Surprise: land and water protected

It’s been a year of real surprises, some good, some bad. Here’s a good one.

A Congress that seemingly couldn’t get anything done voted overwhelmingly to fully fund the government’s single biggest land acquisition program — the Land and Water Conservation Fund.

 And several weeks ago President Trump, who only months earlier had vowed to slash that program’s funding by 97 percent, signed the bill.

This is remarkable for several reasons, not least the fact that the Land and Water Conservation Fund – which draws none of its money from taxes and most of its money from offshore oil and gas lease income – has been funded at its $900 million limit only twice before in its 55-year history. (That sum is roughly double current spending.)

 What’s more, the action assures permanent funding that can be used to create, protect and maintain local parks, national parks, wetlands, wildlife refuges, fishing access and sources of drinking water.

It’s a conservation triumph, frankly. Historic. More on the how and why this year in a minute.

But first, a few words about an important aspect of the Land and Water Conservation Fund: the protection of water that comes about through the protection of land.

Here’s a case study that explains the relationship in economic terms. The report comes from the Land and Water Conservation Coalition, an association of 1,000 nature groups, land owners, small businesses, recreation advocates and so on that lobbied hard for full and permanent funding of the LWCF.

The subject is the Sterling Forest not far from New York City near the New York-New Jersey line.

The protection of the 15,000-acre Sterling Forest in New York utilized $17.5 million from LWCF, matched by roughly twice that amount from state and private sources, to ensure clean drinking water for over two million residents of northern New Jersey.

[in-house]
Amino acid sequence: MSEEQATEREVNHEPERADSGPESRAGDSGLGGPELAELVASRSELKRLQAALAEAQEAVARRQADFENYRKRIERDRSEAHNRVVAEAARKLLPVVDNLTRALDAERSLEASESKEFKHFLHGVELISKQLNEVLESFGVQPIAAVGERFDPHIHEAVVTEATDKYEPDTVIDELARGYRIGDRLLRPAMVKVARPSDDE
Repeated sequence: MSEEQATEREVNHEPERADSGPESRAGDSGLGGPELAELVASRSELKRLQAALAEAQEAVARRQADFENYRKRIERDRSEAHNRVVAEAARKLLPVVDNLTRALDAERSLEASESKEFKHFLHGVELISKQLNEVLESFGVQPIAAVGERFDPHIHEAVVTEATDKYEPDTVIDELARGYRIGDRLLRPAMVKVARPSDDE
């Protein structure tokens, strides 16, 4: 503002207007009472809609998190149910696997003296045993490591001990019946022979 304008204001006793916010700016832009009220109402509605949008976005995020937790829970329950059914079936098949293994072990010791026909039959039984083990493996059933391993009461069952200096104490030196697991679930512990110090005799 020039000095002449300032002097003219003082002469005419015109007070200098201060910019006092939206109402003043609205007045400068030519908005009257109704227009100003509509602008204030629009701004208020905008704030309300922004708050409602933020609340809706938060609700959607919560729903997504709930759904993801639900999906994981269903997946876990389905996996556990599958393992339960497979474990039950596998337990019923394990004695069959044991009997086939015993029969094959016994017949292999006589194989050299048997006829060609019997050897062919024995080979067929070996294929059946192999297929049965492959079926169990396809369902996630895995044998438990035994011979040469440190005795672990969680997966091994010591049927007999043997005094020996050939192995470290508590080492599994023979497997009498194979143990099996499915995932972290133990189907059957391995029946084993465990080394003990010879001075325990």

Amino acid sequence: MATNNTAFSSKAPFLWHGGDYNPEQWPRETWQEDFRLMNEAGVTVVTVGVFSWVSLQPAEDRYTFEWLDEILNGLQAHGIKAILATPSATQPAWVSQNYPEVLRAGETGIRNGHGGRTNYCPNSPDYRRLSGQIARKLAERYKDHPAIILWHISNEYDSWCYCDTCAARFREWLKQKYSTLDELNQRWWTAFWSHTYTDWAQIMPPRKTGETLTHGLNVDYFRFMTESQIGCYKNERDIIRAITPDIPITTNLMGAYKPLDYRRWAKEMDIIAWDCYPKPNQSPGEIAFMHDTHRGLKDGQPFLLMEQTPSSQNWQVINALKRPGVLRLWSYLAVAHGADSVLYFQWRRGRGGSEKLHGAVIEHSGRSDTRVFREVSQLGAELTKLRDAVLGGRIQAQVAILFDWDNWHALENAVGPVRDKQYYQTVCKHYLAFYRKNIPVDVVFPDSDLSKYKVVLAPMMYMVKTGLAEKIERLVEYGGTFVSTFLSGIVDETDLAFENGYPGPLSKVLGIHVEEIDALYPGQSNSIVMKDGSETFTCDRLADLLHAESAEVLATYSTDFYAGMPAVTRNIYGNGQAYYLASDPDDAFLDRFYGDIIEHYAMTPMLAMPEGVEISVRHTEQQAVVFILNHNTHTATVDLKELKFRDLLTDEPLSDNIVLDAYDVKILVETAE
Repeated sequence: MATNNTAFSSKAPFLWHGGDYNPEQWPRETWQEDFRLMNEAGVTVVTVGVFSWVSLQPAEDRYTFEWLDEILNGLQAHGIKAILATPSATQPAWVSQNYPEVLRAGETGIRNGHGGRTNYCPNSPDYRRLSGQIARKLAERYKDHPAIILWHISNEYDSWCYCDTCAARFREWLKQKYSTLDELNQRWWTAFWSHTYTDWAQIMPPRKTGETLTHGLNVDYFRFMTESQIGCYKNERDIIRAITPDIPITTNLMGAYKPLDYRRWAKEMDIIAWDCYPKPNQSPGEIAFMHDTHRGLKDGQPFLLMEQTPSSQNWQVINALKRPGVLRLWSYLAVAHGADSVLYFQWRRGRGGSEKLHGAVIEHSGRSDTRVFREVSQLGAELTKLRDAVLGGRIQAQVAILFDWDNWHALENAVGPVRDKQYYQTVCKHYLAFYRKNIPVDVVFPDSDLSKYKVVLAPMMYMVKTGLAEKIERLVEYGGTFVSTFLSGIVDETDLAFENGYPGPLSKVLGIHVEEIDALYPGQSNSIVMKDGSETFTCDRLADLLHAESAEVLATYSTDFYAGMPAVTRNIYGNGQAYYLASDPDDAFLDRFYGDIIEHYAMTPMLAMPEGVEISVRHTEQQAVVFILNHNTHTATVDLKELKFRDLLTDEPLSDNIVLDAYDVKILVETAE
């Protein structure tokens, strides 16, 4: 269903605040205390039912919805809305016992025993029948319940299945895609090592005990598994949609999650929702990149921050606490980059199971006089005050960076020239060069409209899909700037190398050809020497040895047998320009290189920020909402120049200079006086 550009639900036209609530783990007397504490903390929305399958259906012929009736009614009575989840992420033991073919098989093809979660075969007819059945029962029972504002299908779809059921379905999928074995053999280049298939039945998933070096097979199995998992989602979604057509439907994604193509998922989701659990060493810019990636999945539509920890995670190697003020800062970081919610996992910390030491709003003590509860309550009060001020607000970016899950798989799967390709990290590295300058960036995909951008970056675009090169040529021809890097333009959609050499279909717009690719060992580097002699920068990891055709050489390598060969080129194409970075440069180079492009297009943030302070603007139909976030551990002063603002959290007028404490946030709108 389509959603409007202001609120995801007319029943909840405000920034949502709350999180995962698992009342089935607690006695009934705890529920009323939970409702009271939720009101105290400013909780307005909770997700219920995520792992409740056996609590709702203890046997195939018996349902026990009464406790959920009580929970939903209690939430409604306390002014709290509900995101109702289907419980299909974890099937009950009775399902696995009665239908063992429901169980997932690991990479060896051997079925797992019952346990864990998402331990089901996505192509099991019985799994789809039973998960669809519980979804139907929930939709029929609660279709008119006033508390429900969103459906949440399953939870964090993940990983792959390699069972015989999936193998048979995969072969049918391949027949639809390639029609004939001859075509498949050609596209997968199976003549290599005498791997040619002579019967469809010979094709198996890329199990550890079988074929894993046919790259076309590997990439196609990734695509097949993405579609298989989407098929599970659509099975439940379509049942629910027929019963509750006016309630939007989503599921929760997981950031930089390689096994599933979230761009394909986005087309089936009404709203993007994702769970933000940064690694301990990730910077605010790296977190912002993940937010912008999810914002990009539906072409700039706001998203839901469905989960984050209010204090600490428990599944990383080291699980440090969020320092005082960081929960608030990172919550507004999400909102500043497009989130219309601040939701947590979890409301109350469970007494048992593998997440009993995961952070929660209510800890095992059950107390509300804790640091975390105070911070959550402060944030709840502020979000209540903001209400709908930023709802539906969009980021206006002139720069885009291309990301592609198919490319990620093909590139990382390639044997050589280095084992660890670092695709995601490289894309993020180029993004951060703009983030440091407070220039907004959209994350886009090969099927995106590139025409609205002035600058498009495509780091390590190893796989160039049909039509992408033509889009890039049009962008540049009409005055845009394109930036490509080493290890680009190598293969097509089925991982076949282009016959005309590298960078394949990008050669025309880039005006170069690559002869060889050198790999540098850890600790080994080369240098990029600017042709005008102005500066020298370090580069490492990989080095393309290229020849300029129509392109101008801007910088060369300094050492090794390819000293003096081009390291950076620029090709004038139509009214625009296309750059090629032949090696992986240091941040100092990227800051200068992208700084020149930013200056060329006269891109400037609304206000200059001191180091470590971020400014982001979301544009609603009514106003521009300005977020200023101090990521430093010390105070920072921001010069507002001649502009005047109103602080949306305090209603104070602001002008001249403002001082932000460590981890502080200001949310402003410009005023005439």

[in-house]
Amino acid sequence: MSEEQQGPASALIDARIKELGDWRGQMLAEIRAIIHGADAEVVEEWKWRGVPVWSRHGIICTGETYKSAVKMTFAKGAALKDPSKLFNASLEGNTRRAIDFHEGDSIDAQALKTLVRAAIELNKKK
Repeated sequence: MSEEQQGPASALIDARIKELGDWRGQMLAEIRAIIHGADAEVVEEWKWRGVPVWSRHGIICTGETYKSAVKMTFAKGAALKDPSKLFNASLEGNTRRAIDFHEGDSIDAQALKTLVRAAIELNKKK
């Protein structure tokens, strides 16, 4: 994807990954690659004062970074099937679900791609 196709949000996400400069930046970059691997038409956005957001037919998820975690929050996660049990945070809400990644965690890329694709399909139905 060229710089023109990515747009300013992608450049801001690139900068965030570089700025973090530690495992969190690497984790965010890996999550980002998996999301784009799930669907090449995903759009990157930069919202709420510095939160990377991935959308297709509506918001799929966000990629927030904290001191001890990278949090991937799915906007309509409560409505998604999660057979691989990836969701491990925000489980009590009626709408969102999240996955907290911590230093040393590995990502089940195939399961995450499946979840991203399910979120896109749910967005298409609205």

“After the completion of the project, a study found that forest protection in the Highlands region (PA, NY, NJ, and CT) will save $50 billion in future water treatment costs. At the time of the acquisition, local municipalities in New Jersey were facing needed construction of a $160 million water treatment plant; however, the clean water protected by Sterling Forest made this unnecessary. 

“A New York City report that compared water purification on forest lands versus treatment plants concluded that every $1.5 billion invested in land conservation in the Catskills provided the same water quality as $8 billion spent on treatment plants.”

 Conservation has other benefits, of course. For example, wetlands have been found to store carbon quite well by drawing in greenhouse gases – hence a tool with which to combat climate change.

Then there’s all the recreation activity that open space and protected waters provide – a fact that’s explicit in the name of legislation that assured full funding for the LWCF: The Great American Outdoors Act.

The name helps explain why the success of this bill now after years of fruitless lobbying for full funding. In this year of pandemic, open and unconfined spaces have special appeal as evidenced in the sales of campaign equipment – they’re way up this year.  

Another supporting argument is that the restoration and repair of trails and other outdoor facilities resulting from the legislation could generate more than 100,000 jobs, which is relevant information at a time of high unemployment.

Then there’s election year politics. Why would a president who’s removed protections from millions of acres of federal lands and has repeatedly tried to slash funding for land and water conservation agree to sign this bill?

 Possible Answer #1:  The landmark Great American Outdoors Act was passed with veto-proof majorities in the House (310-107) and the Senate (73-25).

Possible Answer #2:  Two key sponsors of the bill were incumbent Republican senators in tourism-reliant Colorado and Montana who today find themselves facing unexpectedly strong competition in November. Both Senators Steve Daines (Montana) and Corey Gardner (Colorado) spoke at the White House signing ceremony.

A lesson from all this is that surprises can happen, preferably of the good sort.

Exhibit: The guarantee of full and permanent funding of land and water protections through the Great American Outdoors Act.

 

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